Poet on a Mountaintop by Shen Zhou (1427–1509)

We’re only a week past the autumnal equinox and over a month away from the dreaded end of daylight saving time but, at least here in St. Louis, it’s finally beginning to feel like fall. Temperatures are mercifully cooler, days are shorter, and I find myself thinking of that Kurt Weill lyric about how the “the days dwindle down to a precious few.” Winter is coming, and so is the night.

[Preview the music with my commercial-free Spotify playlist.]

The St. Louis Symphony Orchestra concerts Stéphane Denève will conduct this weekend (September 30 and October 1) have a decidedly nocturnal and autumnal feel to them, starting with a pair of local premieres by Japanese composer Tōru Takemitsu (1930-1996) and Chinese-born Qigang Chen (b. 1951).

Tōru Takemitsu
Photo: Guy Vivien

The concerts open with Takemitsu’s “Night Signal,” the second of two “antiphonal fanfares” for brass ensemble (the first, not surprisingly, is “Day Signal”) published collectively as “Signals from Heaven” in 1987. Unlike the prototypical fanfare, “Night Signal” is a quiet, almost mysterious piece in which the physical distance between the two instrumental groups becomes an integral part of the work. In that way, it's a bit reminiscent of the antiphonal brass music Giovanni Gabrielli (c. 1554/1557–1612) wrote for St. Mark’s Cathedral in Venice, in which groups of players engaged in “call and response” music across the vast space of the church. Perhaps that’s why “Night Signal” somehow sounds ancient and modern at the same time.

Distance is also a factor in the next piece, Qigang Chen’s “Éloignement” for string orchestra. It’s there in the title (which translates as “distance” or “separation”), as well as in the music itself, in which a traditional Chinese tune “Zou Xi Kou” (“Going Beyond the Western Gorges”) repeatedly struggles to be heard against more agitated motifs. Describing the song as “a love-song upon the departure of a beloved one, plaintive and nostalgic,” the composer says that “its melody is used in L’Éloignement because it retains a basic simplicity and because it gives the composer the possibility to express therein his own estrangement.”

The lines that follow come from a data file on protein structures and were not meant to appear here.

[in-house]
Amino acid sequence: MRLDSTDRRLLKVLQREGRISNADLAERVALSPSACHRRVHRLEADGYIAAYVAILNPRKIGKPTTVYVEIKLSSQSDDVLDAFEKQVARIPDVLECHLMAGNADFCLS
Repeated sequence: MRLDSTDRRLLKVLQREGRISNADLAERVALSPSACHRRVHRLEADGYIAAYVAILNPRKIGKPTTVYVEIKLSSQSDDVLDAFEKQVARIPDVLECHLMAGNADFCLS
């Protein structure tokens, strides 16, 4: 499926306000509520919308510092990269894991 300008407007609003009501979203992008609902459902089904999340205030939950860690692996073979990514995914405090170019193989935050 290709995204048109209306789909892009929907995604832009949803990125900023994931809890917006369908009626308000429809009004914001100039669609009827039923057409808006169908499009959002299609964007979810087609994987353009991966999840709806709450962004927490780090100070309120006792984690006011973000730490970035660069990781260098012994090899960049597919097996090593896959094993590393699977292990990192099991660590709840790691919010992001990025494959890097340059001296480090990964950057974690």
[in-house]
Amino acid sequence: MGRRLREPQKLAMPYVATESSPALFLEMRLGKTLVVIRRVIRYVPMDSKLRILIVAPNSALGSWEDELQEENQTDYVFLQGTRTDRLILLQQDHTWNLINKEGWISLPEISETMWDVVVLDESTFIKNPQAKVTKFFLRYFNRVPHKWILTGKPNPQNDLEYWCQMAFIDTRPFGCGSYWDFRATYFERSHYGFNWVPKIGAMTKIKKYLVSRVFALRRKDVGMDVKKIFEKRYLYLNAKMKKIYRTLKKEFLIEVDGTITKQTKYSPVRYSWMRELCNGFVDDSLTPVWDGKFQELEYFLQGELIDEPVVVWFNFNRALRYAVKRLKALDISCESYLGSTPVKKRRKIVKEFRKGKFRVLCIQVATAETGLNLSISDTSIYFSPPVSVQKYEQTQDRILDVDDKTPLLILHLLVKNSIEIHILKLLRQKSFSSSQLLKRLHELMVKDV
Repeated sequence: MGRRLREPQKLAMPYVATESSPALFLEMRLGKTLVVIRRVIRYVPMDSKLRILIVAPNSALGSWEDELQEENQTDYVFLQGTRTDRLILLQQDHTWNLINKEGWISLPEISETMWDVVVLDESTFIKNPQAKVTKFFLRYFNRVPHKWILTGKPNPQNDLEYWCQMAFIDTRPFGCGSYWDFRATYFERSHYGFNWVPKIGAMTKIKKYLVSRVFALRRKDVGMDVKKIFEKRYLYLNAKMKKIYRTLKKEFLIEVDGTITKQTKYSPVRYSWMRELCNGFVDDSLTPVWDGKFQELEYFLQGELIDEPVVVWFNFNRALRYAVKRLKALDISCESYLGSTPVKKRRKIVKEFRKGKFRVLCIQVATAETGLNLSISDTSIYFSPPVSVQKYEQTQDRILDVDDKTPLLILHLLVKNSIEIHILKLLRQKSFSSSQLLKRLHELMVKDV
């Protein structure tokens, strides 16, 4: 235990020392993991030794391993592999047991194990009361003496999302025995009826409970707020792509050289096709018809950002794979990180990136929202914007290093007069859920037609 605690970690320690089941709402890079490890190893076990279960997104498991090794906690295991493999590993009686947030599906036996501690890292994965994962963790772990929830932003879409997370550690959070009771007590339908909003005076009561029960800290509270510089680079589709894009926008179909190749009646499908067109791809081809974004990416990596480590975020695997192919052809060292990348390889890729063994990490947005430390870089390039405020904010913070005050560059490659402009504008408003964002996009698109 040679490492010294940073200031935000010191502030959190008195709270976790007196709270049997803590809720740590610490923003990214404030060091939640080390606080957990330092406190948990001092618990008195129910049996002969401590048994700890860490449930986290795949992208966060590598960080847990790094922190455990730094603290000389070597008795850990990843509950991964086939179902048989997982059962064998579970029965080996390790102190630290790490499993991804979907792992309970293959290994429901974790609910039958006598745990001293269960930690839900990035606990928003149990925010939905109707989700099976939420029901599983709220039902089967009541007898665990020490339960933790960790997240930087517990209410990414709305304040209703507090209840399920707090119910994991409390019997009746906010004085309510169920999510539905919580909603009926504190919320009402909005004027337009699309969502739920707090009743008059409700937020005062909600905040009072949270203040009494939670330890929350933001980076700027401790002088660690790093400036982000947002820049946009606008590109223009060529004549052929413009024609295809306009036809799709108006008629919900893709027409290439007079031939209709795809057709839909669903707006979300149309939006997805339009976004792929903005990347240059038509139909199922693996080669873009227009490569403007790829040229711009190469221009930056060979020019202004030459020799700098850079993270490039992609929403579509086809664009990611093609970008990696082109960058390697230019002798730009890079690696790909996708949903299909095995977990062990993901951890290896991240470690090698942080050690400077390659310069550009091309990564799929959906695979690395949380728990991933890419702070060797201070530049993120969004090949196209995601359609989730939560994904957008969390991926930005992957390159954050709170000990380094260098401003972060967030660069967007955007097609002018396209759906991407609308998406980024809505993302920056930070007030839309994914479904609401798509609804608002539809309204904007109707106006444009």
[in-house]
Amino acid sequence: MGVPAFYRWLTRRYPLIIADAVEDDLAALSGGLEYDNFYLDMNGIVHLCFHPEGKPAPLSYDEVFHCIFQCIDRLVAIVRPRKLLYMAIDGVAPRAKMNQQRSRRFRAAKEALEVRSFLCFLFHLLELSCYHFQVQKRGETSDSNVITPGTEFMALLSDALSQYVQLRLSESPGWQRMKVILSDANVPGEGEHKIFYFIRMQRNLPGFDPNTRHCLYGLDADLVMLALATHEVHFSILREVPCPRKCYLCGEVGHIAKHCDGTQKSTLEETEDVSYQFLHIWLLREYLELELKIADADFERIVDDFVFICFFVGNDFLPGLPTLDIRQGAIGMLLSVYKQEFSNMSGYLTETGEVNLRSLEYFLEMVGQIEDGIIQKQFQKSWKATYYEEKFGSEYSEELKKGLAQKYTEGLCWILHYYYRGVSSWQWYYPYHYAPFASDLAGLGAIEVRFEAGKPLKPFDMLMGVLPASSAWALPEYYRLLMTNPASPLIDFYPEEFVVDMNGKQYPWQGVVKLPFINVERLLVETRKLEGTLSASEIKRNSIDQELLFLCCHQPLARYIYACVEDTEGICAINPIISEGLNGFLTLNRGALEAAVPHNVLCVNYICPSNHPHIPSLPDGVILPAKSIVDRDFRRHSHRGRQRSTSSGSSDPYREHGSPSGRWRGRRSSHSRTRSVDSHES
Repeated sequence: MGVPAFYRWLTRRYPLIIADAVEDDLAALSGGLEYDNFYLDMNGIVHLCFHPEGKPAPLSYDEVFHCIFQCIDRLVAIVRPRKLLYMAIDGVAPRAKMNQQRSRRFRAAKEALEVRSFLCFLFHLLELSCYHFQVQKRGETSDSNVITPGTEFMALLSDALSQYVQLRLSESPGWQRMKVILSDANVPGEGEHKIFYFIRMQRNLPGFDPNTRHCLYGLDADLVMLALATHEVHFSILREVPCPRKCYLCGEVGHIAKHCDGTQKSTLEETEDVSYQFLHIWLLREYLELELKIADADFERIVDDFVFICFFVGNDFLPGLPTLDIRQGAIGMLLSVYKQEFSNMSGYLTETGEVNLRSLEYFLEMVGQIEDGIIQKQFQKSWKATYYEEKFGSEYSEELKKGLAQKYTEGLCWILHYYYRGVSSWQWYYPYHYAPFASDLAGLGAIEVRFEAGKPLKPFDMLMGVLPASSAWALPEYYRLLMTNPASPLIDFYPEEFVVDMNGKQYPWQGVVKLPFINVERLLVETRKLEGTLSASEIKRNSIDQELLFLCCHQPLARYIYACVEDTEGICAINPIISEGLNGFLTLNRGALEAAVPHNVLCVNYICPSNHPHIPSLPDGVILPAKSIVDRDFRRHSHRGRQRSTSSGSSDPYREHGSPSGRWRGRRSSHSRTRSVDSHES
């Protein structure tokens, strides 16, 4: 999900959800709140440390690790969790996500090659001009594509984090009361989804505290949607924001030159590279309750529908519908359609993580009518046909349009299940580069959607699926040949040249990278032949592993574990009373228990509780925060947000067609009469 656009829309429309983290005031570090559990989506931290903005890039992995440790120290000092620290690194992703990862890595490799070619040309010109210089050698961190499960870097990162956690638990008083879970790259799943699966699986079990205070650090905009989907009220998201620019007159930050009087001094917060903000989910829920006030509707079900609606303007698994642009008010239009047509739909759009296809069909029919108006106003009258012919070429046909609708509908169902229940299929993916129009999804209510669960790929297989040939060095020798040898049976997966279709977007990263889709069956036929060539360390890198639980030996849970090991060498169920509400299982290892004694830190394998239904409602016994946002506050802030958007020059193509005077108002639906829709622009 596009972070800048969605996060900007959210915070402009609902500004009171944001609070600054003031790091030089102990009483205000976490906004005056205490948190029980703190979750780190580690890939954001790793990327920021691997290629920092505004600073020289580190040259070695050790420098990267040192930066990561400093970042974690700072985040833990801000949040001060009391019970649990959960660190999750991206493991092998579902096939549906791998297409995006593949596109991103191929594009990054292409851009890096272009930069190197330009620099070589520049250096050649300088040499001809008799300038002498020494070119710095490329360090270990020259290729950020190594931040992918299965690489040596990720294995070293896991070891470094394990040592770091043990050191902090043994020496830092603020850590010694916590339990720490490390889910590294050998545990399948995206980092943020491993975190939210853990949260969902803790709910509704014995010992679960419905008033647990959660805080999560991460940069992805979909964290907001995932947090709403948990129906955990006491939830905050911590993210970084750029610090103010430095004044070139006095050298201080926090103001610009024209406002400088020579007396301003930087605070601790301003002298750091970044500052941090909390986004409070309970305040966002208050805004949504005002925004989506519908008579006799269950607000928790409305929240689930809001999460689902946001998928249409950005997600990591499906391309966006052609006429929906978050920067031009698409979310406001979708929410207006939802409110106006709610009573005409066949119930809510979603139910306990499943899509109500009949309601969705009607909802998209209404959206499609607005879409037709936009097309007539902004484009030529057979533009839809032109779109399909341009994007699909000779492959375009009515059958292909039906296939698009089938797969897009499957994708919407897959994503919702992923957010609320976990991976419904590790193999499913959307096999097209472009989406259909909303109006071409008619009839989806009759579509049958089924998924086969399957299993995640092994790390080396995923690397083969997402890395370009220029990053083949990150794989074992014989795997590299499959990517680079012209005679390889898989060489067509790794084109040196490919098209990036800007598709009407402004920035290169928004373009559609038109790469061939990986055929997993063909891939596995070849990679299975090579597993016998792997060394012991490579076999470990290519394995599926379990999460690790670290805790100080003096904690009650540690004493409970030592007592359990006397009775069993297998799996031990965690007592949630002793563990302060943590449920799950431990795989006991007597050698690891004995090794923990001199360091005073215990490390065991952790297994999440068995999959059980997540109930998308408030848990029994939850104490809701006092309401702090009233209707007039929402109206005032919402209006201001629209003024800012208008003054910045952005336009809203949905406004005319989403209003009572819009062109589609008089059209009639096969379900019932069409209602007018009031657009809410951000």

This is, in short, music that speaks of the disconnection of the émigré from their homeland. The sense of conflict in “L’Éloignement” represents the composer’s own conflicting feelings. “L Éloignement,” writes Chen in program notes for the Minnesota Orchestra,  “depicts separation, disorder, imagination, and yearning. The music is both happy and sad, nostalgic and exciting, all of which account for the conflicting moods of the departing one.”

Qigang Chen

Formally speaking “Éloignement” is a traditional rondo, but one that sometimes feels like a pitched battle. It ends serenely, but only after a considerable struggle.

Perhaps the greatest distance, though, is the one between life and the eternal darkness of death. The latter is the subject of this weekend’s major work, "Das Lied on der Erde" ("The Song of the Earth") by Gustav Mahler (1860–1911).  When Mahler began work on the piece in the summer of 1907 (as I originally wrote in notes for the SLSO’s last performance of “Das Lied” in 2014), his eldest daughter had just died of scarlet fever at the age of four and the composer himself had just been diagnosed with the heart condition that would lead to his demise four years later. Suddenly death—which had always been a theme in Mahler's music—became very personal.